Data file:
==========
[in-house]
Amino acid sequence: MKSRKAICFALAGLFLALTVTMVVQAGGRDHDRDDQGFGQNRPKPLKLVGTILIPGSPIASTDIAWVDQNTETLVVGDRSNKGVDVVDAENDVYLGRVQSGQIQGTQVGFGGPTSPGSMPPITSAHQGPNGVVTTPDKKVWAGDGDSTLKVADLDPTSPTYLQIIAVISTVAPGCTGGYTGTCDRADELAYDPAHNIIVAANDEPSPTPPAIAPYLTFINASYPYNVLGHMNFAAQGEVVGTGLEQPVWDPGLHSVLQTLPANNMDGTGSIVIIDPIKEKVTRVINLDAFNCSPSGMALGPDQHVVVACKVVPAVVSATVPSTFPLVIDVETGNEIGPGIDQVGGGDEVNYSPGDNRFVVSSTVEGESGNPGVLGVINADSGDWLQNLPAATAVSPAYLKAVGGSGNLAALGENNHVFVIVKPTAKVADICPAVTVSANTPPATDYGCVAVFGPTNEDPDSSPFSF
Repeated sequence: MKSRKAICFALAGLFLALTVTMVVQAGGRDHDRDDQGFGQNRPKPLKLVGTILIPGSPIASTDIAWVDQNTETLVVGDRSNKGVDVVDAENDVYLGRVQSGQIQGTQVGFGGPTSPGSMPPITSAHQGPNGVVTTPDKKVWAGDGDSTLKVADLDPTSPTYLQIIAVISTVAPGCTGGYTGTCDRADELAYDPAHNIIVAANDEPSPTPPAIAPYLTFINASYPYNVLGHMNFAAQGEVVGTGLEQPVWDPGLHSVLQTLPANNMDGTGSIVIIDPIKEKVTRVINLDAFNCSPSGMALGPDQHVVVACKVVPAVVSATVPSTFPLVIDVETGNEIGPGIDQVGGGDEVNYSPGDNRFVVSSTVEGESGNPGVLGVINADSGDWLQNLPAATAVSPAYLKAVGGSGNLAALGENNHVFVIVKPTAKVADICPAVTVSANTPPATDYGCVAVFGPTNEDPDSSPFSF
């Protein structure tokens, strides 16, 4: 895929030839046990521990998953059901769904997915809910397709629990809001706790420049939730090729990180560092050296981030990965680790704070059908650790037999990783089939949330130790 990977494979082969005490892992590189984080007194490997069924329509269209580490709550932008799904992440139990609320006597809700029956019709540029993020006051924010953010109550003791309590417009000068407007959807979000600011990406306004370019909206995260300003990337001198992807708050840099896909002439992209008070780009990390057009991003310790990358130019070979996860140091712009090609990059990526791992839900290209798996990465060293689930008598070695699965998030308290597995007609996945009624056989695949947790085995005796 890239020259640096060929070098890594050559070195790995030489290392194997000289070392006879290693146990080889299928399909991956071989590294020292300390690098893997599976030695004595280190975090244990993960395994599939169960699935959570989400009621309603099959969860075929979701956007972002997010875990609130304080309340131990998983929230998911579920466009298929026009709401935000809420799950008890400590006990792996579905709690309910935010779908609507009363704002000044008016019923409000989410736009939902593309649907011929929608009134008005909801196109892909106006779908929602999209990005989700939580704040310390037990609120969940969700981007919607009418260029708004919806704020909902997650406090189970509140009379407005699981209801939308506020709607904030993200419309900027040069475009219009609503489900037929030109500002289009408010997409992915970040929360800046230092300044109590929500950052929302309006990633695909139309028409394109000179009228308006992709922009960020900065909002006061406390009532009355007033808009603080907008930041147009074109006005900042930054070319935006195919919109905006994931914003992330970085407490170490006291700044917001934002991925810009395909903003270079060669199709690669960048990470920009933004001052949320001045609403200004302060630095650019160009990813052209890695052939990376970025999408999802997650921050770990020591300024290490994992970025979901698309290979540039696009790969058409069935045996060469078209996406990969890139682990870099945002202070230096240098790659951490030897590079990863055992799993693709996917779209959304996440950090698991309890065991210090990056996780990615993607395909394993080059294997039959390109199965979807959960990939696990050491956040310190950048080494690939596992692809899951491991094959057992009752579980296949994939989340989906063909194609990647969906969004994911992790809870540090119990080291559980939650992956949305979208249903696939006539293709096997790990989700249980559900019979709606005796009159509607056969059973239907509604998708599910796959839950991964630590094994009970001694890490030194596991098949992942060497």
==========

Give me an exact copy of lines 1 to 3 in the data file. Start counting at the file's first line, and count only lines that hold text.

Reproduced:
[in-house]
Amino acid sequence: MKSRKAICFALAGLFLALTVTMVVQAGGRDHDRDDQGFGQNRPKPLKLVGTILIPGSPIASTDIAWVDQNTETLVVGDRSNKGVDVVDAENDVYLGRVQSGQIQGTQVGFGGPTSPGSMPPITSAHQGPNGVVTTPDKKVWAGDGDSTLKVADLDPTSPTYLQIIAVISTVAPGCTGGYTGTCDRADELAYDPAHNIIVAANDEPSPTPPAIAPYLTFINASYPYNVLGHMNFAAQGEVVGTGLEQPVWDPGLHSVLQTLPANNMDGTGSIVIIDPIKEKVTRVINLDAFNCSPSGMALGPDQHVVVACKVVPAVVSATVPSTFPLVIDVETGNEIGPGIDQVGGGDEVNYSPGDNRFVVSSTVEGESGNPGVLGVINADSGDWLQNLPAATAVSPAYLKAVGGSGNLAALGENNHVFVIVKPTAKVADICPAVTVSANTPPATDYGCVAVFGPTNEDPDSSPFSF
Repeated sequence: MKSRKAICFALAGLFLALTVTMVVQAGGRDHDRDDQGFGQNRPKPLKLVGTILIPGSPIASTDIAWVDQNTETLVVGDRSNKGVDVVDAENDVYLGRVQSGQIQGTQVGFGGPTSPGSMPPITSAHQGPNGVVTTPDKKVWAGDGDSTLKVADLDPTSPTYLQIIAVISTVAPGCTGGYTGTCDRADELAYDPAHNIIVAANDEPSPTPPAIAPYLTFINASYPYNVLGHMNFAAQGEVVGTGLEQPVWDPGLHSVLQTLPANNMDGTGSIVIIDPIKEKVTRVINLDAFNCSPSGMALGPDQHVVVACKVVPAVVSATVPSTFPLVIDVETGNEIGPGIDQVGGGDEVNYSPGDNRFVVSSTVEGESGNPGVLGVINADSGDWLQNLPAATAVSPAYLKAVGGSGNLAALGENNHVFVIVKPTAKVADICPAVTVSANTPPATDYGCVAVFGPTNEDPDSSPFSF